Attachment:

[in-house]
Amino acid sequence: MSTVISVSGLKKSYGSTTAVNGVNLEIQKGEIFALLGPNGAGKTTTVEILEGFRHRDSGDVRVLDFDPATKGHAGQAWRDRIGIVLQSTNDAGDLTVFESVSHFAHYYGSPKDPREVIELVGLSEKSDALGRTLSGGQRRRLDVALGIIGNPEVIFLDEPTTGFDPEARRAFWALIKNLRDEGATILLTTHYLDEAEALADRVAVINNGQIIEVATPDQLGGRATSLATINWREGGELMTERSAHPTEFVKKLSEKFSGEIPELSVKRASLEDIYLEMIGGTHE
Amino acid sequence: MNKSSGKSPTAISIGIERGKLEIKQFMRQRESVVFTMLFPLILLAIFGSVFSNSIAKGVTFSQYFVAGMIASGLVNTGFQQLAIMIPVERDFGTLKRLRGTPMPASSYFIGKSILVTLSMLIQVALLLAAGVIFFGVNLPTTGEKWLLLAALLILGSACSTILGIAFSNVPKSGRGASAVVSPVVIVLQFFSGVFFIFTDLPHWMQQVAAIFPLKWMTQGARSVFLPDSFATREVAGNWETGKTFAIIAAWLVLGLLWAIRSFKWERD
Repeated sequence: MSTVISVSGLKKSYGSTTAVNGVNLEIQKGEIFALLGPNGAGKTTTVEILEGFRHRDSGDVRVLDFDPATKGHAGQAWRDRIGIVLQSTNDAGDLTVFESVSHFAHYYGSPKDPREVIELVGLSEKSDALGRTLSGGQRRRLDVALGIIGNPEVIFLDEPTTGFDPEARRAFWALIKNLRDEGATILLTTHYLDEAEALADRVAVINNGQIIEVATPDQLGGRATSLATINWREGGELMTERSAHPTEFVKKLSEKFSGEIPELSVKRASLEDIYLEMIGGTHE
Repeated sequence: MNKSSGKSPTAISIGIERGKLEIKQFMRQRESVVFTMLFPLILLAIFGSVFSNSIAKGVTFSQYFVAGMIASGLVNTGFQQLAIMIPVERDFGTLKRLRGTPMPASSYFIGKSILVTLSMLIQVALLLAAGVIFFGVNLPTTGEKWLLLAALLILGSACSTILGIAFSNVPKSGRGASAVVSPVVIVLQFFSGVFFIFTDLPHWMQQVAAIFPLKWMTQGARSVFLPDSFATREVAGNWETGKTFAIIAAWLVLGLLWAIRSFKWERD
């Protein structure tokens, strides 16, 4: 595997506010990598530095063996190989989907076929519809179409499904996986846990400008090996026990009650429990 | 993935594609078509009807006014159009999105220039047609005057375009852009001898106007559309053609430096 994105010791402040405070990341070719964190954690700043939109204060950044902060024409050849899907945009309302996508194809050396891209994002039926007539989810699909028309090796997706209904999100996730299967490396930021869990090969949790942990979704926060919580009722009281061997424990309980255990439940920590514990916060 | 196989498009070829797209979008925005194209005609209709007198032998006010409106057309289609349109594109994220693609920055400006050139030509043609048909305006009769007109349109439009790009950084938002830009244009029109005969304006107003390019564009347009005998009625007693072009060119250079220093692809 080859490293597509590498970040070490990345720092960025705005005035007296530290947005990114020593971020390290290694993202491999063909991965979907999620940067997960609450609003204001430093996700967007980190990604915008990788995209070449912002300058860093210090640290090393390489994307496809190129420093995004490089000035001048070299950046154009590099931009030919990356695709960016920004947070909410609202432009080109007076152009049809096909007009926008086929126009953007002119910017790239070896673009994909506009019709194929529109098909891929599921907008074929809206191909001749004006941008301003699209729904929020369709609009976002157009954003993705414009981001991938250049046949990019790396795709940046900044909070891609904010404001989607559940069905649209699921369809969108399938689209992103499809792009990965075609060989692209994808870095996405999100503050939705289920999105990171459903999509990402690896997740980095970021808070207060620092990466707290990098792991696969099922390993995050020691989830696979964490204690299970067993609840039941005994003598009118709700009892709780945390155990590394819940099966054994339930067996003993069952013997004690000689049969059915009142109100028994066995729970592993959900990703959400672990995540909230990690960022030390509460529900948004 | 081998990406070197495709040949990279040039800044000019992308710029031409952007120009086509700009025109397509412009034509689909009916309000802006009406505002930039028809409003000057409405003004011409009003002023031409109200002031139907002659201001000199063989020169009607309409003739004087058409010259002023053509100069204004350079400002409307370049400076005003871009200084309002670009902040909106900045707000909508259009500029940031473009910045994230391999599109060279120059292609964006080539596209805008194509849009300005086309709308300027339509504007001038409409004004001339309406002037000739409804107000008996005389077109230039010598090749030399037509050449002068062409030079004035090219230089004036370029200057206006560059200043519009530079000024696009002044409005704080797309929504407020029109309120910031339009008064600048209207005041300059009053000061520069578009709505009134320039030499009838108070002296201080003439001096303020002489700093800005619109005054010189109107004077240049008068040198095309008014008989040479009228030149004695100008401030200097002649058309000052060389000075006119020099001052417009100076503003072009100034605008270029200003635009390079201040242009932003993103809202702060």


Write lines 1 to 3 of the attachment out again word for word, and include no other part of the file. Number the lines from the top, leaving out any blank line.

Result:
[in-house]
Amino acid sequence: MSTVISVSGLKKSYGSTTAVNGVNLEIQKGEIFALLGPNGAGKTTTVEILEGFRHRDSGDVRVLDFDPATKGHAGQAWRDRIGIVLQSTNDAGDLTVFESVSHFAHYYGSPKDPREVIELVGLSEKSDALGRTLSGGQRRRLDVALGIIGNPEVIFLDEPTTGFDPEARRAFWALIKNLRDEGATILLTTHYLDEAEALADRVAVINNGQIIEVATPDQLGGRATSLATINWREGGELMTERSAHPTEFVKKLSEKFSGEIPELSVKRASLEDIYLEMIGGTHE
Amino acid sequence: MNKSSGKSPTAISIGIERGKLEIKQFMRQRESVVFTMLFPLILLAIFGSVFSNSIAKGVTFSQYFVAGMIASGLVNTGFQQLAIMIPVERDFGTLKRLRGTPMPASSYFIGKSILVTLSMLIQVALLLAAGVIFFGVNLPTTGEKWLLLAALLILGSACSTILGIAFSNVPKSGRGASAVVSPVVIVLQFFSGVFFIFTDLPHWMQQVAAIFPLKWMTQGARSVFLPDSFATREVAGNWETGKTFAIIAAWLVLGLLWAIRSFKWERD